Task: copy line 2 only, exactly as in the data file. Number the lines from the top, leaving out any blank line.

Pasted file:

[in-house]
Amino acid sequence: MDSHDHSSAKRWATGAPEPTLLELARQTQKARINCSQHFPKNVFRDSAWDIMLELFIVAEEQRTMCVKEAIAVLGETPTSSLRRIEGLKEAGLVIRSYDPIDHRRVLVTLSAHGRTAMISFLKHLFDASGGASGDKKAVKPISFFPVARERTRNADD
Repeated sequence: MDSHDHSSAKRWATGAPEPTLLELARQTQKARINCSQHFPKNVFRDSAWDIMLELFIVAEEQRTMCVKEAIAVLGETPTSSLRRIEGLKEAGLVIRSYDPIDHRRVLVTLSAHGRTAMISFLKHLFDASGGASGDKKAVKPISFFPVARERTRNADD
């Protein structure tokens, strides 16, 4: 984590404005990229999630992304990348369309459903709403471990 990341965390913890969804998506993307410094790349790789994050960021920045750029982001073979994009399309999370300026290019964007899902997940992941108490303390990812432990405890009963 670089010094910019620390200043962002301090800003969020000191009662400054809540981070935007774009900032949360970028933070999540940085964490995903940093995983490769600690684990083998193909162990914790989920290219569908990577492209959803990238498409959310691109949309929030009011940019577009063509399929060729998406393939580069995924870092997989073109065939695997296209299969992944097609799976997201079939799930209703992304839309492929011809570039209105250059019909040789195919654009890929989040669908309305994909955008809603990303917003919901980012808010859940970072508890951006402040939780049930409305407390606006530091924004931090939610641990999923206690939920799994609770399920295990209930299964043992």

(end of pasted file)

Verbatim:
Amino acid sequence: MDSHDHSSAKRWATGAPEPTLLELARQTQKARINCSQHFPKNVFRDSAWDIMLELFIVAEEQRTMCVKEAIAVLGETPTSSLRRIEGLKEAGLVIRSYDPIDHRRVLVTLSAHGRTAMISFLKHLFDASGGASGDKKAVKPISFFPVARERTRNADD